Wednesday, December 3, 2014

Going Bananas Over Parabolas

The following chart shows the 20-year moving average of the consumer price index for bananas.

Click to enlarge.

"Saver" the long-term banana parabola! ;)

As is the case with all parabolas, this parabola is absolutely guaranteed to fail at some point (stores will never pay you to take their bananas).

Although this chart points to long-term banana deflation in our future, I would still consider investing a large sum of money to lock in a lifetime supply of bananas at today's prices (if they kept indefinitely). Why not? I absolutely love bananas. They are my favorite fruit. At the very least, I could become king of the banana republic if we all become homeless someday, lol. Sigh.

In the real world, the point of parabolic failure could be long after I'm dead and buried. In the meantime, I'm therefore all about locking in long-term real yields when and where I can. As seen in the following link, not all bears feel as I do though.

December 20, 2012
Interest Rates Near Zero Put Savers in a Bind

“I’ve sent e-mails to [Fed Chairman Ben] Bernanke. I know he doesn’t read them,” says Hernandez.

Sent emails to Bernanke knowing full well he doesn't read them? Might I ask what that was intended to accomplish? Here's an idea. Start a sarcastic blog. Tell the world. Works for me, lol. Sigh.

Further, if I did write emails then I'm not sure what I would have said. Congratulations for continuing the long-term death of real yields? Real yields have been dying for more than 30 years. It's not like Bernanke invented the idea or even has all that much power over the trend. We can't all expect to make out like bandits as more and more people notice the cracks in the economic dam. It's the dam that ultimately provides the interest.

What can savers do about this Fed-induced predicament besides complain? Hernandez’s choice is to stick with the safest, shortest-term securities—low yields be damned. That strategy may make sense if you’re going to take money out soon, or if you’re so risk-averse you sell in a panic whenever the market hiccups. Hernandez, who lives in Henderson, Nev., shies away from riskier assets because he thinks the Fed is manipulating markets. “I believe we’re sitting on a house of cards,” he says. “Every bit of our money is going into CDs and money markets now.”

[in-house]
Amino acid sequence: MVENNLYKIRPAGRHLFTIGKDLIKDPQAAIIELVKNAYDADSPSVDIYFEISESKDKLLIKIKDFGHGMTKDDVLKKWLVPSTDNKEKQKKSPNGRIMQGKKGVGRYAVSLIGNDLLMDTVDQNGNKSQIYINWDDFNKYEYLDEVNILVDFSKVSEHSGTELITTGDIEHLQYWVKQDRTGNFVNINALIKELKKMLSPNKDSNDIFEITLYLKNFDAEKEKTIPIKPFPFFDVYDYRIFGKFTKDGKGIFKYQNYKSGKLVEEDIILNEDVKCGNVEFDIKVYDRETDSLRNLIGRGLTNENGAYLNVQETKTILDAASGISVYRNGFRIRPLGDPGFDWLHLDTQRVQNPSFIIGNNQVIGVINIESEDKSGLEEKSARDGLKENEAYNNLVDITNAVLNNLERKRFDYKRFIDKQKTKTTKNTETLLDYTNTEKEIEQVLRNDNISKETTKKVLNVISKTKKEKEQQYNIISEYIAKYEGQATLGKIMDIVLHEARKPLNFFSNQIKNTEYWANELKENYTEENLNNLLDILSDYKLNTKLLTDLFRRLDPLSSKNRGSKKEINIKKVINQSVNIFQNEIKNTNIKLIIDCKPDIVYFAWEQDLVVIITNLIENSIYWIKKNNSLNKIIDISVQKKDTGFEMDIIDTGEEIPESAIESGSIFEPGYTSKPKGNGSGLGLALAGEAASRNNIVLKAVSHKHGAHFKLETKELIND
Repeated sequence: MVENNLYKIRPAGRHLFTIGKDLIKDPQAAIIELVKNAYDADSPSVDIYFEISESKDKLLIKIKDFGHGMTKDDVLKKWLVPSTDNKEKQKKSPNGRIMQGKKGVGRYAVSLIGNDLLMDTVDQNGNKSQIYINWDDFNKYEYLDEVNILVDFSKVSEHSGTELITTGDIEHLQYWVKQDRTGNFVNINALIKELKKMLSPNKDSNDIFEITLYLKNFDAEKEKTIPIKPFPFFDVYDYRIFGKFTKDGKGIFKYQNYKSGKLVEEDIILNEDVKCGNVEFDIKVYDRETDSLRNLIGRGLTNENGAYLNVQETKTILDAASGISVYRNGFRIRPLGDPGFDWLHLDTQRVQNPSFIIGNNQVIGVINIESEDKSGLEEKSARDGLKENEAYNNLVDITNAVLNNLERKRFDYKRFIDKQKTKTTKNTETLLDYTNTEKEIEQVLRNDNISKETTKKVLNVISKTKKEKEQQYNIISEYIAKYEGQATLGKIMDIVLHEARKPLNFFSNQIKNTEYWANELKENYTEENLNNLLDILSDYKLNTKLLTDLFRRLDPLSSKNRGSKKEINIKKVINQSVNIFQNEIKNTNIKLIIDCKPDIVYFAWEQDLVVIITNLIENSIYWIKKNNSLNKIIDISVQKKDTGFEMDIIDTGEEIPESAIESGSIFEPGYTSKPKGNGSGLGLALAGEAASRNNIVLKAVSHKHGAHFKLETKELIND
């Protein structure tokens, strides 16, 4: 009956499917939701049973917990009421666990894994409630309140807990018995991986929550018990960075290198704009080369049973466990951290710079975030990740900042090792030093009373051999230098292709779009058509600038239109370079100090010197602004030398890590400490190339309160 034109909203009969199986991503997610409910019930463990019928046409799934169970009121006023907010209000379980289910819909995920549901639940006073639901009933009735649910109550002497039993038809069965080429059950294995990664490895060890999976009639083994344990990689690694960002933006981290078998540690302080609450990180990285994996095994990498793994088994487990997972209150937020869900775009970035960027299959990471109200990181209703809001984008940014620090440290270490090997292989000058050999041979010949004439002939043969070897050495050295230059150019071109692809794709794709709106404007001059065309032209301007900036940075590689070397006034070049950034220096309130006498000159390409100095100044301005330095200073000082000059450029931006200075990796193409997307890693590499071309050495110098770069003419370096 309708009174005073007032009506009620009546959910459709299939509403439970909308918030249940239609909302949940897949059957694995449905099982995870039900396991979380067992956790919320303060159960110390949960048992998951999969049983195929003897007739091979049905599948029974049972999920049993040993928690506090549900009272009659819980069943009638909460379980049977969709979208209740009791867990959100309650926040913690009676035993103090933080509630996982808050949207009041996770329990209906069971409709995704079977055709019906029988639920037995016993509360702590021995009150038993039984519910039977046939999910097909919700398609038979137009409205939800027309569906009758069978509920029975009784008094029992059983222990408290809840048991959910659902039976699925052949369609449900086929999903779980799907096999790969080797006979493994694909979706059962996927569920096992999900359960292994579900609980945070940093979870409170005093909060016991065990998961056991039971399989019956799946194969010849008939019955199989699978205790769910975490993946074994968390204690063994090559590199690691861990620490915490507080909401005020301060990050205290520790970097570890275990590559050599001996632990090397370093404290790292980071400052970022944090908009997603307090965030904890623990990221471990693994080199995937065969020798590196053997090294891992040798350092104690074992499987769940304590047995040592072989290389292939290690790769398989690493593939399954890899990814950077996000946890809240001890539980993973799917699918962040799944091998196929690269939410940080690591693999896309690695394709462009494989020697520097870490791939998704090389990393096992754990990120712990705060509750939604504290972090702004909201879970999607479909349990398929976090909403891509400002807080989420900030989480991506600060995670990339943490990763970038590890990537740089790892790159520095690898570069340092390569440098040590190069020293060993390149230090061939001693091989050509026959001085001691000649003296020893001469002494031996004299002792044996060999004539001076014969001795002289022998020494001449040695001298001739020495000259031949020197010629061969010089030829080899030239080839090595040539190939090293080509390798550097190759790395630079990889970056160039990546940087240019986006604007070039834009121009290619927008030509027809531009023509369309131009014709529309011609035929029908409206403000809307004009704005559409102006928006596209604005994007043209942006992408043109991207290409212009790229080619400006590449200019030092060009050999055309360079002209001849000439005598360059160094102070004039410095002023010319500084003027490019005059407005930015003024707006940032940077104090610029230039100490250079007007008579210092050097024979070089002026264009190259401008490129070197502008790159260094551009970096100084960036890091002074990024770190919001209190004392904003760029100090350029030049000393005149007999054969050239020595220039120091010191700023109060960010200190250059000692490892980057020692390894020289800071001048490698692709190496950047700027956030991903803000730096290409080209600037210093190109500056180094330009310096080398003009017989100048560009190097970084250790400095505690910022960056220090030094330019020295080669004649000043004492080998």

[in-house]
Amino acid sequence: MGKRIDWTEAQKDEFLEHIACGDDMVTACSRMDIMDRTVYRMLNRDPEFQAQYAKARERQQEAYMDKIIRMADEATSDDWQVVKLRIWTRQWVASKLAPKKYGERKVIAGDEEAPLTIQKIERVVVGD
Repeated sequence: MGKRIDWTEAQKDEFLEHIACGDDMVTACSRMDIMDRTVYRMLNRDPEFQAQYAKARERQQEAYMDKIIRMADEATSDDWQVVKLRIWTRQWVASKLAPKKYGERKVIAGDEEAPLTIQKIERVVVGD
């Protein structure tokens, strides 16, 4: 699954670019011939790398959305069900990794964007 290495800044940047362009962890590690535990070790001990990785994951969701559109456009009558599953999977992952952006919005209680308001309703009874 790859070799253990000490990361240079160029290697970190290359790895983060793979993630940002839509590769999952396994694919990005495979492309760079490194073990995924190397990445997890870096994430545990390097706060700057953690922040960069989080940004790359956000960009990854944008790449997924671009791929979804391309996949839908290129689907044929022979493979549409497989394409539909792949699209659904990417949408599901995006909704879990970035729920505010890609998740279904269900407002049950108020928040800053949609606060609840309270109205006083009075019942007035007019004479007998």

Every bit of his money sits at the short-end of the curve earning next to nothing? In my opinion, that sounds about as useful as emailing Fed chairmen or burying paper dollars in one's backyard. I find it hard to believe that either strategy will pay off over the ultra long-term.

Just the opinions of an anonymous banana loving fool on the Internet. Take them for what they are worth, perhaps 70 cents a pound, for the bananas that is. The commentary is absolutely free.

If you came here looking for actual banana advice then, well, um, I suppose I could offer something. In theory, I think the following video is work safe. Look, it's just bananas! There is no law against eating them in public! Right?

Source Data:
BLS: CPI Databases
File:Banana fruit on white background.jpg


dearieme said...

Does that fruit meet the EU's requirements for the curvature of bananas?

(oh yes, and there are rules about cucumber curvature too.)

Truly, those who devote their lives to ensuring our welfare never sleep.

dearieme said...

Does that fruit meet the EU's requirements for the curvature of bananas?

(oh yes, and there are rules about cucumber curvature too.)

Truly, those who devote their lives to ensuring our welfare never sleep.

Stagflationary Mark said...


I thought you must have been joking but I went looking just the same!

EU relents and lets a banana be a banana

One such controversy revolved around the correct degree of bend in bananas - a type of fruit not covered by the Wednesday ruling.

That is frickin' hilarious! Hahaha!!

midwesterngirl said...

How did you find this banana video? It's too funny! And ironically appropriate.

Stagflationary Mark said...


I looked for academic research confirminng that if people were buying bananas then perhaps they might be eating them too. I figured that was good for a $10 million research grant, at the very least.

I actually stumbled upon the video by accident though. I think it offers more than enough proof that the theory is sound. People are eating bananas.

You found it too funny? I've never seen people eat bananas so slowly. It's ridiculous what some people will do to keep their weight down! So, yeah. It was funny, and yet somehow useful.

Note that none of the banana eaters were grotesquely overweight. That just can't be a coincidence. More studies need to be done!

This banana video could be the key to solving our nation's obesity problem!

midwesterngirl said...

Academic research is definitely your forte.

Stagflationary Mark said...

I thought politics was my forte.

Read my lips. No more parabolic trend failures after the next thousand or so.

You know what? Perhaps politics is not my forte. Never mind.